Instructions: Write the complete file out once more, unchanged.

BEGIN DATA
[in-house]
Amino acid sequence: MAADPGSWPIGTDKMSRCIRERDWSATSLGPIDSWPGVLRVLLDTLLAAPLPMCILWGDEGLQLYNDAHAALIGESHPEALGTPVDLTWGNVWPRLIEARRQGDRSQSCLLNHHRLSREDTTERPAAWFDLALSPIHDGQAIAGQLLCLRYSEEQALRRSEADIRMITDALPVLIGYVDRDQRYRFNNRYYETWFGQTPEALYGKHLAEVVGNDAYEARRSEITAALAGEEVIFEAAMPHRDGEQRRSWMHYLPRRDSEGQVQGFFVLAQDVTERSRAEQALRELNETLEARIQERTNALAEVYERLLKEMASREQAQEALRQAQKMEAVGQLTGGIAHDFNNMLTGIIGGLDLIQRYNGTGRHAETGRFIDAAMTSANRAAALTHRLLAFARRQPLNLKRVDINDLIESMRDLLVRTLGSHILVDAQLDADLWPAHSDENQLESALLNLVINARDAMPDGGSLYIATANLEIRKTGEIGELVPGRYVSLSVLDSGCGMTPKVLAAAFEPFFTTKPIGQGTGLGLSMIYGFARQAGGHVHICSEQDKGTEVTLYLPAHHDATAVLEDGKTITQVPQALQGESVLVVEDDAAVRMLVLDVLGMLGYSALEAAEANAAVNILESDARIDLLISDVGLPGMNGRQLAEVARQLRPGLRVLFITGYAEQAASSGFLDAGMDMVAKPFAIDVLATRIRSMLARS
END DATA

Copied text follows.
[in-house]
Amino acid sequence: MAADPGSWPIGTDKMSRCIRERDWSATSLGPIDSWPGVLRVLLDTLLAAPLPMCILWGDEGLQLYNDAHAALIGESHPEALGTPVDLTWGNVWPRLIEARRQGDRSQSCLLNHHRLSREDTTERPAAWFDLALSPIHDGQAIAGQLLCLRYSEEQALRRSEADIRMITDALPVLIGYVDRDQRYRFNNRYYETWFGQTPEALYGKHLAEVVGNDAYEARRSEITAALAGEEVIFEAAMPHRDGEQRRSWMHYLPRRDSEGQVQGFFVLAQDVTERSRAEQALRELNETLEARIQERTNALAEVYERLLKEMASREQAQEALRQAQKMEAVGQLTGGIAHDFNNMLTGIIGGLDLIQRYNGTGRHAETGRFIDAAMTSANRAAALTHRLLAFARRQPLNLKRVDINDLIESMRDLLVRTLGSHILVDAQLDADLWPAHSDENQLESALLNLVINARDAMPDGGSLYIATANLEIRKTGEIGELVPGRYVSLSVLDSGCGMTPKVLAAAFEPFFTTKPIGQGTGLGLSMIYGFARQAGGHVHICSEQDKGTEVTLYLPAHHDATAVLEDGKTITQVPQALQGESVLVVEDDAAVRMLVLDVLGMLGYSALEAAEANAAVNILESDARIDLLISDVGLPGMNGRQLAEVARQLRPGLRVLFITGYAEQAASSGFLDAGMDMVAKPFAIDVLATRIRSMLARS